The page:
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Face to Face with John Colton. According to John Colton, cycling is the healthiest sport in the world but also one of the toughest and he is living proof of this. He has been cycling for over forty years and has never been sick. “Go out for a fifty mile spin on the bike and it gives one a great appetite - you could eat table and all”. Go to bed and you go out like a light and awake next morning as fresh as a daisy. It can also do a marriage good – “if a row starts – hop on the bike – do fifty miles, and by the time you get back tempers have simmered down” Family John’s father was Willie Colton from Ardnasalem and his mother was Annie McKeown from Scotland, who was living in Mullaghloughan, Glaslough. When they got married they lived at Hillhall, where John was born, but then moved to Emyvale and from there to Lenagh, where John now lives. He has one brother, Liam, living in Lakeview, Emyvale, and a sister, Bridget, in England. He attended knockconan N.S. under Miss Flood and the Master was Master Smith, who lived in Fortsingleton House. His main memory of his school days is going to school barefoot and suffering ‘crigged toes’. Work Like so many others, as soon as he was able, he got a job in Mullan Mills in 1950 and worked there for 42 years, until 1992. He has seen many changes in the factory over the years. In 1950 there were about 120 on the workforce but in 1992 that was down to 30. There were many advances in technology and methods – some good and some not so good. Mass production was necessary and business had to keep up with progress and Mullan Mills was a leader in the field, always maintaining a high quality product. Sport Lunch times at Mullan were great. Every day there were Handball competitions with the final on Friday. These finals were like All- Irelands. There was a great interest taken in the games and fierce competition. Some of the big names at the handball were: Bennie Connolly R.I.P.; Peter McMeel; Kevin Majnone. From what I hear, John himself was very hard to beat. Basketball was another favourite game at the time. Many of the young men were in the FCA and Packie McKenna R.I.P. decided to start a basketball team to take part in army competitions. Some of the players with John were – Peadar McGeough; the two Paddy Murphys; Peter McMeel; Tony Majnone and Packie Hughes. As well as army leagues, they played in tournaments in ‘Blayney, Dungannon, Armagh and other places. It was all very enjoyable. Cycling How did John get started? When he began work in Mullan he walked to and from it every day until Packie Savage sold him a bike ‘for next to nothing’. There were about twenty five fellows on bikes and very soon there were races every evening from the factory to the top of the ‘Cassey’. John’s bike was a sturdy heavy bike and he was finding it hard to push, so Sean McEntree R.I.P. helped him buy a new one from McKenna and Deerys in Monaghan. With it he began to leave everyone behind and saw that he could do well at this sport and so started to enter Cycle Races at Sports. Tommy Rodgers of Cookstown, himself from a great cycling family, told John to get a proper racer and sold him a new one for €32, which was big money. John went to Cookstown to collect the bike on good Friday 1952 and cycled home. He was so ‘new fangled’ with his purchase that he went on to Blayney and back the same day and so began his love, his interest and involvement in the bicycle. Soon others, who were cycling, all joined together. Boys like John Joe Gorman, Paddy Lavery, Jimmy Skinnader, Kevin McKenna, Tony Majnone, Victor Fields. They formed themselves into the Emyvale Cycling Club and Seamus Cadden and Owenie Skinnader and Jack Donaghue were in charge. Within a short space of time the club established a big name for themselves and were winning races all over the top half of Ireland. Jimmy Skinnader was selected to ride in ‘The Rás Tailteann’ and this was a great boost for the club and a target for other riders to aim for. On the morning that Jimmy was heading off to Dublin for the Rás, he broke a gear and John cycled to Cookstown and back to get the spare part in time for Jimmy leaving on the 11am train from Glaslough. More young men took up the sport then – brother Liam, Kevin Majnone, Sean and Patsy Kelly, Mickey McKenna (Mickey’s Mick) and Michael Hackett. They attended sports meetings all over Ulster and always came home laden with trophies. They would cycle to Dundalk, take part in a 50 mile race, and cycle home again – a total of 150 mile. They went to Cavan, Portadown, Newcastle and Dublin – distance was no problem and all expenses were paid for out of their own pockets. The club was famous and its riders brought great credit to the area. The feats of men like Paddy Lavery, John Joe Gorman and John Colton were being talked about everywhere. Tony Murphy was a great ambassador for the club – taking part in ‘The Rás’ and cycling for the Irish team in France. Dessie McKenna, another rider with the club, held the distinction as the youngest rider at 16 years of age to complete ‘The Rás’. Donagh Parochial Sports was a big attraction each year with about 40 riders, from all over, taking part in the grass track events for All-Ireland and Ulster titles. So big was the number of entrants in these events that crashes were inevitable, which added to the excitement for the spectators. Tree-Speed! One night a group of riders were returning from Dungannon and they had no lights on their bicycles. They knew they had to pass a Police check-point on the Emyvale Road out of Aughnacloy. When they got there the policeman was out on the road to stop them, which they did – all except John Joe. He sped on as fast as he could go. The Policeman told the others to rush after him – he was trying to warn them that there was a big tree across the road at Gibsons Corner. The others raced on to stop J.J., but, alas, too late. When they got to the tree there was the bike entangled in the branches and then a voice from the middle of the tree – “I’m killed, I’m killed”. John answered - when you can roar like that you’re alright’ and so he was – the bike suffered more than he. Down and Up There were very few new riders joining the club and bit by bit the ‘older’ cyclists dropped out until there was only John left taking part competitively. One night he was telling Mickey McKenna, from Knockakirwan, now living in Emyvale, about the state of the club and he said he would help to build it up again and this he did in a big way. He helped organise the Tramps Ball in Emyvale, which became an annual event and brought in much needed funds to reorganise the club. Son, Adam, and Gerard and Stephen Hughes, Jim and Noel Harvey and others became members and the club was soon on its way back to former glory. Francie McQuaid and Seamus Cadden succeeded in getting the Town of Monaghan to sponsor jerseys and tracksuits. The club now looked professional and grew in confidence. Training programmes were devised and Summer Leagues organised to encourage consistent training. Seamus Cadden donated a beautiful Shield for the Overall winner, which would be presented at the Club’s Annual Dinner each year. The result of all this was that members were now leading contenders for prizes wherever they competed and this in turn encouraged more young lads to take up the sport. John could not find the words necessary to praise Mickey McKenna for his organising ability and the time and work that he has done for cycling. Suffice it to say that the club was asked to run the All Ireland Junior Road Race championships last year, which was a great event. Seamus Mulligan secured sponsorship from John Rice R.I.P.; Ulster Rose, Sinead Murphy was Official Starter and the club supplied marshals for the course. Clubs from all over Ireland were loud in their compliments for the Emyvale Club. This year the club was asked to organise the Stage 3 end in the Tour of Ulster, which was again a great success. Malachy Columb Furniture has been the main sponsor for the club for the past two years and now because of this financial assistance the club has decided to revive ‘The Tour of Monaghan’ on the 24th and 25th of July taking in Monaghan, Ballybay, Carrickmacrosss, Castleblayney, Emyvale and Tydavnet. It will be an All-Ireland event and will involve a massive organisational effort with plenty of help needed. But the club has a great band of willing workers and riders at the moment and are capable of doing a good job. Dessie McKenna (Sr), who is Road Manager, mechanic and driver deserves great praise for his work for all the riders. Humble John In all the time I was talking to John, he was loathe to talk about his own achievements and his contribution to the sport, even though he was All-Ireland Half-Mile Champion and, on the same day in Dunleer, how he won second place in both the 100k and 10,000 Irish Championships, not to mention all his other awards. Nor was there a mention of the encouragement he has been to all those who have represented the club over the years and the esteem with which he is held by all involved in the sport. Throughout his years he had a few very minor accidents until November 28th last, when he was brought off the bike by a dog, which resulted in a broken pelvic bone and other injuries. He spent four weeks in Navan Hospital and is making a very satisfactory recovery. He takes a spin now and again and his love of the sport has in no way diminished. Marriage He married his next door neighbour, Molly Gorman, in 1961. They have five children – Noel (Emyvale), Pauline (Home), Sean (Monaghan), Claire (Home) and Ann (Home). John says a cyclist needs a very understanding wife. Social life can be at a minimum because of training and meal times can be very irregular, dinner at 9.00pm for example, when the training is over. Sean represented Monaghan at the All-Ireland finals in the Community Games, Pauline took part in Ladies Races and won the Fintona Shield three years in a row and Molly was very successful at grass track racing and has the trophies to prove it. Racing Today Bikes today can range from £200 to £5,000 with all sorts of new technology – disc wheels, tripods, low profile frames and gaudy colours, but, as far as John is concerned, these are all gimmicks, they add glitter to the sport but at the end of the day it is down to the man on the bike. If he is not fit, no gimmick will win a race for him. It takes courage, teamwork and commitment to win races – he has done it and he knows best of all. From all your friends, both in and out of cycling, we wish you many more happy miles in the saddle. This profile was recorded and published in the early 90’s and so many changes have taken place since then as well as the deaths of many mentioned here including John and Molly. May they all rest in peace. Copyright with author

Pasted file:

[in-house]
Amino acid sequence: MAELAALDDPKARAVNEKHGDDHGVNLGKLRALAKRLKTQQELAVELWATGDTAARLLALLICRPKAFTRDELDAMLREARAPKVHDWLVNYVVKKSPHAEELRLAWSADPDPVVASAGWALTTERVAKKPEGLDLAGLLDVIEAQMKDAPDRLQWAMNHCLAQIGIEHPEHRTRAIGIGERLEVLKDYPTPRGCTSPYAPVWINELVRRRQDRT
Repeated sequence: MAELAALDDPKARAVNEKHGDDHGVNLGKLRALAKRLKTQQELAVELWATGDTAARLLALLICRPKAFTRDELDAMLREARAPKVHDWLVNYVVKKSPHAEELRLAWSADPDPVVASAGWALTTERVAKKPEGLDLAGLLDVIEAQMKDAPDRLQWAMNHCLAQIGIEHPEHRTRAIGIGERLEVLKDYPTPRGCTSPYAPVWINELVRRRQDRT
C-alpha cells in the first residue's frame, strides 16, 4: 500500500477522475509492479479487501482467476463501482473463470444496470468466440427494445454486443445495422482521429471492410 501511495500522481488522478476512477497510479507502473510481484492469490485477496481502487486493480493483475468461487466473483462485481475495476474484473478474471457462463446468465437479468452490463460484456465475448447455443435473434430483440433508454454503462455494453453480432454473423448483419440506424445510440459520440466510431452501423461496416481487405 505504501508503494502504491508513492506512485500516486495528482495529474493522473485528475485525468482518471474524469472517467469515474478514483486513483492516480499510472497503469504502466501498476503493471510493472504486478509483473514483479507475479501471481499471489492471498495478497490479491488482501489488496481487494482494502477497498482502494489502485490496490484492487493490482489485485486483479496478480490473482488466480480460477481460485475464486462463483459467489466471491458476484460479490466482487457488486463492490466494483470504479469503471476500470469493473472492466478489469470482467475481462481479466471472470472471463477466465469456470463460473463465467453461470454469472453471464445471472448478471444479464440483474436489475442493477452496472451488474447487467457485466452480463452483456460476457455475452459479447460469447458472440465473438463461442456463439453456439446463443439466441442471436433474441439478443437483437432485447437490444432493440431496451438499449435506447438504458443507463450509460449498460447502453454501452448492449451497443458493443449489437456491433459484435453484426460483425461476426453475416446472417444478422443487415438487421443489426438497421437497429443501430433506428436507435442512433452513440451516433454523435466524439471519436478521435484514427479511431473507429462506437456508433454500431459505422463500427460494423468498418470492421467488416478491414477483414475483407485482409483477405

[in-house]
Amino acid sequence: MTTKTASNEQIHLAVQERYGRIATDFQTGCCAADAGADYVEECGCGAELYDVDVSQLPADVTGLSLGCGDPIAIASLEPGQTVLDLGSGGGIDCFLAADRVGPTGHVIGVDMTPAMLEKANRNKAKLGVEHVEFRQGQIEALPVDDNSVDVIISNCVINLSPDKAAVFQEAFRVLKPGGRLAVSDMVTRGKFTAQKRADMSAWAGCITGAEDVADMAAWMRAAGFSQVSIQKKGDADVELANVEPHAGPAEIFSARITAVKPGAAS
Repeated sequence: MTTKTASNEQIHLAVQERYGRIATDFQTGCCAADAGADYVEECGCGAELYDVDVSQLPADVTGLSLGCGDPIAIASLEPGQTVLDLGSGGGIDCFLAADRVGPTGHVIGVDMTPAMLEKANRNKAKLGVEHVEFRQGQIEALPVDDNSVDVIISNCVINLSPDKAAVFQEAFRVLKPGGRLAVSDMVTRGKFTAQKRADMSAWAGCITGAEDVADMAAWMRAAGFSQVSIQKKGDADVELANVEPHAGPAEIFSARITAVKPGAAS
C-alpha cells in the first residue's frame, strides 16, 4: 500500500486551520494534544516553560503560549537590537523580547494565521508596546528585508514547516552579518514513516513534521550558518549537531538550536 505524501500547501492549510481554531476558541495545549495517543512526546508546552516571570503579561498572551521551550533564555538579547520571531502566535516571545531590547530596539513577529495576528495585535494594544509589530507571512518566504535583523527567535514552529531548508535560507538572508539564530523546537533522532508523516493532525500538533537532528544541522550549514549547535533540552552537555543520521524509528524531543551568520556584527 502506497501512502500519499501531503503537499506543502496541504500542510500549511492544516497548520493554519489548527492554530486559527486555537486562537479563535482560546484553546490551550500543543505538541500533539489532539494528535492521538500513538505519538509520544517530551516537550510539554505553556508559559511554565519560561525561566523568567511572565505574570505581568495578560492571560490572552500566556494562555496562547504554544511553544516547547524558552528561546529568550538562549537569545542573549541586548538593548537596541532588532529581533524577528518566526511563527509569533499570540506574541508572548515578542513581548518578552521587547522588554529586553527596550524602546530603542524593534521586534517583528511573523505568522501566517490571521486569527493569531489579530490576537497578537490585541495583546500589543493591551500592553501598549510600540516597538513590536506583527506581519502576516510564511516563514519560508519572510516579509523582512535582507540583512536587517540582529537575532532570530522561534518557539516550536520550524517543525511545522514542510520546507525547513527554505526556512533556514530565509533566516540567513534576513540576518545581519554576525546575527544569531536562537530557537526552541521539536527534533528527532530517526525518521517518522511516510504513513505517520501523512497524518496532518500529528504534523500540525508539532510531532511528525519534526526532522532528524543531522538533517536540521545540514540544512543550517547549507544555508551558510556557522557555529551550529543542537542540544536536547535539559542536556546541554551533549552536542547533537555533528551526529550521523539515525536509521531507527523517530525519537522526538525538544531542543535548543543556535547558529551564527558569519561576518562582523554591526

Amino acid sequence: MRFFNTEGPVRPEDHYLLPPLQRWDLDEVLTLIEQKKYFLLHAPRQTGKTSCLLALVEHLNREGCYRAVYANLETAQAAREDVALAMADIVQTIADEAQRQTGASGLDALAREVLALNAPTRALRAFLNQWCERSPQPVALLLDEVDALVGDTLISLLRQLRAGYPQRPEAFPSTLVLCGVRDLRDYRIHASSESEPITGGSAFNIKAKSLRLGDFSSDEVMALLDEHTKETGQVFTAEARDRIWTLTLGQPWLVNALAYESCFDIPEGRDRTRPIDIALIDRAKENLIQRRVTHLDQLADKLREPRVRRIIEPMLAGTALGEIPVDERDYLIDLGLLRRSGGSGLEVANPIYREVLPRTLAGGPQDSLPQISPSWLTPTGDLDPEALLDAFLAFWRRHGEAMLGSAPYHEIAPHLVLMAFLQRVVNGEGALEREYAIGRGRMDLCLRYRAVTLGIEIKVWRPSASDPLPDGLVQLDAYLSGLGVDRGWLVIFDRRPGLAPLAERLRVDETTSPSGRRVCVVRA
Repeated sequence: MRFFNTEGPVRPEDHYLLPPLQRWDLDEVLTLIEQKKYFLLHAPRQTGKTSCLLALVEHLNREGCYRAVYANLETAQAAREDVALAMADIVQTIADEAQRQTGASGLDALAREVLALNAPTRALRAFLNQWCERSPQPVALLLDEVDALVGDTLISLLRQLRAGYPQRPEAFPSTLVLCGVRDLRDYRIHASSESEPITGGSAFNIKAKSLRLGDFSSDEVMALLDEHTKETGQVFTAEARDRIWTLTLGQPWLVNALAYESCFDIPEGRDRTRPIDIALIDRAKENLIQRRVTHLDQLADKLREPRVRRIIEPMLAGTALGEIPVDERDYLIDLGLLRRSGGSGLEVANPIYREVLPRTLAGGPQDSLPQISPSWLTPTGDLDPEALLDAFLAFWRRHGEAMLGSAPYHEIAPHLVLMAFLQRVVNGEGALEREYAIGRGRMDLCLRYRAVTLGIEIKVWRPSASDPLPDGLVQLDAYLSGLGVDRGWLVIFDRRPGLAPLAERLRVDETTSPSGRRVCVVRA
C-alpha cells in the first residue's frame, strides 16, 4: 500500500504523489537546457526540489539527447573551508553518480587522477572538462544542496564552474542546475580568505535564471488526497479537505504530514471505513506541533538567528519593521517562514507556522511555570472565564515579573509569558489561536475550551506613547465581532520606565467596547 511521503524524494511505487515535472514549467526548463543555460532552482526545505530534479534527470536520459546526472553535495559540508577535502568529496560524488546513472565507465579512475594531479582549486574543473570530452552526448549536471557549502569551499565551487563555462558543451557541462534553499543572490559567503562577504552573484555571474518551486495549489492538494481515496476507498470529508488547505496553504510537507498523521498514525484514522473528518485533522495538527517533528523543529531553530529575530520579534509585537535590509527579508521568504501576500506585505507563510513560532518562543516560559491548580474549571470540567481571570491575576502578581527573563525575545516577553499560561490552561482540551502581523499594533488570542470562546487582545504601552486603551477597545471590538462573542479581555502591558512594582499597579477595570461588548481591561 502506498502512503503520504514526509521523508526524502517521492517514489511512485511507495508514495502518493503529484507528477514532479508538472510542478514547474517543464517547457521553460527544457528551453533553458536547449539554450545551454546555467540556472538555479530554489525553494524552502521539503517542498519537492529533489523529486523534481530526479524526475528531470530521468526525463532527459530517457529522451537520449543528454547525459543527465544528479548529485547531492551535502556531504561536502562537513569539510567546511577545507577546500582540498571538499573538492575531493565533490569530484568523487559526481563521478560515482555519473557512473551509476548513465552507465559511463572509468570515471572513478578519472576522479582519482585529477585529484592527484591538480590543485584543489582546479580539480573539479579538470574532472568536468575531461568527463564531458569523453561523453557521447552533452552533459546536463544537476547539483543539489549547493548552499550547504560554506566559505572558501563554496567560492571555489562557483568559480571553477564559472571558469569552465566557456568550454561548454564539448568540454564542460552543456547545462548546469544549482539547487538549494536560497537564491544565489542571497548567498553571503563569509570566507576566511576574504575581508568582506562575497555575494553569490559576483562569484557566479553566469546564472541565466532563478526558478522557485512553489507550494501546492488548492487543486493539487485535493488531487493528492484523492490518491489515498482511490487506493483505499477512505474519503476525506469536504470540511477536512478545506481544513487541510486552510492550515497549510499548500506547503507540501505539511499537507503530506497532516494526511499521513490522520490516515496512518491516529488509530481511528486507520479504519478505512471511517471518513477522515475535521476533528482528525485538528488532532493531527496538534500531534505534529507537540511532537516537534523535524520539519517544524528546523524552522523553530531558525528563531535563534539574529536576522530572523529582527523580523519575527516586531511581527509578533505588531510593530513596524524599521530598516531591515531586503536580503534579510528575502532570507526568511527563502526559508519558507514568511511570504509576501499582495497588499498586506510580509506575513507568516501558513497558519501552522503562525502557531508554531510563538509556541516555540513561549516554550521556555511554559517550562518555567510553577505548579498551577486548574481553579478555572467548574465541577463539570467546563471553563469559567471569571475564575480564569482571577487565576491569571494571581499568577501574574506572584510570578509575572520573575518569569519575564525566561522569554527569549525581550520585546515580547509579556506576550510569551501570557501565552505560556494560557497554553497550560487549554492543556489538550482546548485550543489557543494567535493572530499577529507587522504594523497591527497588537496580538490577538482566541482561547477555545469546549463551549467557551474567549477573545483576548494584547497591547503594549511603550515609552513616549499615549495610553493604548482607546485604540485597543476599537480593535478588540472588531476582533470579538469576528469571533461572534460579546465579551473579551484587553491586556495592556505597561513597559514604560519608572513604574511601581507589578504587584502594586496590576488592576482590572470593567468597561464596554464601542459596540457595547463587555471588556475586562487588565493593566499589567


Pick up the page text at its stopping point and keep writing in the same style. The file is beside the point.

All Content Copyright emyvale.net
Face to Face with John Colton. According to John Colton, cycling is the healthiest sport in the world but also one of the toughest and he is living proof of this. He has been cycling for over forty years and has never been sick. “Go out for a fifty mile spin on the bike and it gives one a great appetite - you could eat table and all”. Go to bed and you go out like a light and awake next morning as fresh as a daisy. It can also do a marriage good – “if a row starts – hop on the bike – do fifty miles, and by the time you get back tempers have simmered down” Family John’s father was Willie Colton from Ardnasalem and his mother was Annie McKeown from Scotland, who was living in Mullaghloughan, Glaslough. When they got married they lived at Hillhall, where John was born, but then moved to Emyvale and from there to Lenagh, where John now lives. He has one brother, Liam, living in Lakeview, Emyvale, and a sister, Bridget, in England. He attended knockconan N.S. under Miss Flood and the Master was Master Smith, who lived in Fortsingleton House. His main memory of his school days is going to school barefoot and suffering ‘crigged toes’. Work Like so many others, as soon as he was able, he got a job in Mullan Mills in 1950 and worked there for 42 years, until 1992. He has seen many changes in the factory over the years. In 1950 there were about 120 on the workforce but in 1992 that was down to 30. There were many advances in technology and methods – some good and some not so good. Mass production was necessary and business had to keep up with progress and Mullan Mills was a leader in the field, always maintaining a high quality product. Sport Lunch times at Mullan were great. Every day there were Handball competitions with the final on Friday. These finals were like All-Irelands. There was a great interest taken in the games and fierce competition. Some of the big names at the handball were: Bennie Connolly R.I.P.; Peter McMeel; Kevin Majnone. From what I hear, John himself was very hard to beat. Basketball was another favourite game at the time. Many of the young men were in the FCA and Packie McKenna R.I.P. decided to start a basketball team to take part in army competitions. Some of the players with John were – Peadar McGeough; the two Paddy Murphys; Peter McMeel; Tony Majnone and Packie Hughes. As well as army leagues, they played in tournaments in ‘Blayney, Dungannon, Armagh and other places. It was all very enjoyable. Cycling How did John get started? When he began work in Mullan he walked to and from it every day until Packie Savage sold him a bike ‘for next to nothing’. There were about twenty five fellows on bikes and very soon there were races every evening from the factory to the top of the ‘Cassey’. John’s bike was a sturdy heavy bike and he was finding it hard to push, so Sean McEntree R.I.P. helped him buy a new one from McKenna and Deerys in Monaghan. With it he began to leave everyone behind and saw that he could do well at this sport and so started to enter Cycle Races at Sports. Tommy Rodgers of Cookstown, himself from a great cycling family, told John to get a proper racer and sold him a new one for €32, which was big money. John went to Cookstown to collect the bike on good Friday 1952 and cycled home. He was so ‘new fangled’ with his purchase that he went on to Blayney and back the same day and so began his love, his interest and involvement in the bicycle. Soon others, who were cycling, all joined together. Boys like John Joe Gorman, Paddy Lavery, Jimmy Skinnader, Kevin McKenna, Tony Majnone, Victor Fields. They formed themselves into the Emyvale Cycling Club and Seamus Cadden and Owenie Skinnader and Jack Donaghue were in charge. Within a short space of time the club established a big name for themselves and were winning races all over the top half of Ireland. Jimmy Skinnader was selected to ride in ‘The Rás Tailteann’ and this was a great boost for the club and a target for other riders to aim for. On the morning that Jimmy was heading off to Dublin for the Rás, he broke a gear and John cycled to Cookstown and back to get the spare part in time for Jimmy leaving on the 11am train from Glaslough. More young men took up the sport then – brother Liam, Kevin Majnone, Sean and Patsy Kelly, Mickey McKenna (Mickey’s Mick) and Michael Hackett. They attended sports meetings all over Ulster and always came home laden with trophies. They would cycle to Dundalk, take part in a 50 mile race, and cycle home again – a total of 150 mile. They went to Cavan, Portadown, Newcastle and Dublin – distance was no problem and all expenses were paid for out of their own pockets. The club was famous and its riders brought great credit to the area. The feats of men like Paddy Lavery, John Joe Gorman and John Colton were being talked about everywhere. Tony Murphy was a great ambassador for the club – taking part in ‘The Rás’ and cycling for the Irish team in France. Dessie McKenna, another rider with the club, held the distinction as the youngest rider at 16 years of age to complete ‘The Rás’. Donagh Parochial Sports was a big attraction each year with about 40 riders, from all over, taking part in the grass track events for All-Ireland and Ulster titles. So big was the number of entrants in these events that crashes were inevitable, which added to the excitement for the spectators. Tree-Speed! One night a group of riders were returning from Dungannon and they had no lights on their bicycles. They knew they had to pass a Police check-point on the Emyvale Road out of Aughnacloy. When they got there the policeman was out on the road to stop them, which they did – all except John Joe. He sped on as fast as he could go. The Policeman told the others to rush after him – he was trying to warn them that there was a big tree across the road at Gibsons Corner. The others raced on to stop J.J., but, alas, too late. When they got to the tree there was the bike entangled in the branches and then a voice from the middle of the tree – “I’m killed, I’m killed”. John answered - when you can roar like that you’re alright’ and so he was – the bike suffered more than he. Down and Up There were very few new riders joining the club and bit by bit the ‘older’ cyclists dropped out until there was only John left taking part competitively. One night he was telling Mickey McKenna, from Knockakirwan, now living in Emyvale, about the state of the club and he said he would help to build it up again and this he did in a big way. He helped organise the Tramps Ball in Emyvale, which became an annual event and brought in much needed funds to reorganise the club. Son, Adam, and Gerard and Stephen Hughes, Jim and Noel Harvey and others became members and the club was soon on its way back to former glory. Francie McQuaid and Seamus Cadden succeeded in getting the Town of Monaghan to sponsor jerseys and tracksuits. The club now looked professional and grew in confidence. Training programmes were devised and Summer Leagues organised to encourage consistent training. Seamus Cadden donated a beautiful Shield for the Overall winner, which would be presented at the Club’s Annual Dinner each year. The result of all this was that members were now leading contenders for prizes wherever they competed and this in turn encouraged more young lads to take up the sport. John could not find the words necessary to praise Mickey McKenna for his organising ability and the time and work that he has done for cycling. Suffice it to say that the club was asked to run the All Ireland Junior Road Race championships last year, which was a great event. Seamus Mulligan secured sponsorship from John Rice R.I.P.; Ulster Rose, Sinead Murphy was Official Starter and the club supplied marshals for the course. Clubs from all over Ireland were loud in their compliments for the Emyvale Club. This year the club was asked to organise the Stage 3 end in the Tour of Ulster, which was again a great success. Malachy Columb Furniture has been the main sponsor for the club for the past two years and now because of this financial assistance the club has decided to revive ‘The Tour of Monaghan’ on the 24th and 25th of July taking in Monaghan, Ballybay, Carrickmacrosss, Castleblayney, Emyvale and Tydavnet. It will be an All-Ireland event and will involve a massive organisational effort with plenty of help needed. But the club has a great band of willing workers and riders at the moment and are capable of doing a good job. Dessie McKenna (Sr), who is Road Manager, mechanic and driver deserves great praise for his work for all the riders. Humble John In all the time I was talking to John, he was loathe to talk about his own achievements and his contribution to the sport, even though he was All-Ireland Half-Mile Champion and, on the same day in Dunleer, how he won second place in both the 100k and 10,000 Irish Championships, not to mention all his other awards. Nor was there a mention of the encouragement he has been to all those who have represented the club over the years and the esteem with which he is held by all involved in the sport. Throughout his years he had a few very minor accidents until November 28th last, when he was brought off the bike by a dog, which resulted in a broken pelvic bone and other injuries. He spent four weeks in Navan Hospital and is making a very satisfactory recovery. He takes a spin now and again and his love of the sport has in no way diminished. Marriage He married his next door neighbour, Molly Gorman, in 1961. They have five children – Noel (Emyvale), Pauline (Home), Sean (Monaghan), Claire (Home) and Ann (Home). John says a cyclist needs a very understanding wife. Social life can be at a minimum because of training and meal times can be very irregular, dinner at 9.00pm for example, when the training is over. Sean represented Monaghan at the All-Ireland finals in the Community Games, Pauline took part in Ladies Races and won the Fintona Shield three years in a row and Molly was very successful at grass track racing and has the trophies to prove it. Racing Today Bikes today can range from £200 to £5,000 with all sorts of new technology – disc wheels, tripods, low profile frames and gaudy colours, but, as far as John is concerned, these are all gimmicks, they add glitter to the sport but at the end of the day it is down to the man on the bike. If he is not fit, no gimmick will win a race for him. It takes courage, teamwork and commitment to win races – he has done it and he knows best of all. From all your friends, both in and out of cycling, we wish you many more happy miles in the saddle. This profile was recorded and published in the early 90’s and so many changes have taken place since then as well as the deaths of many mentioned here including John and Molly. May they all rest in peace. Copyright with author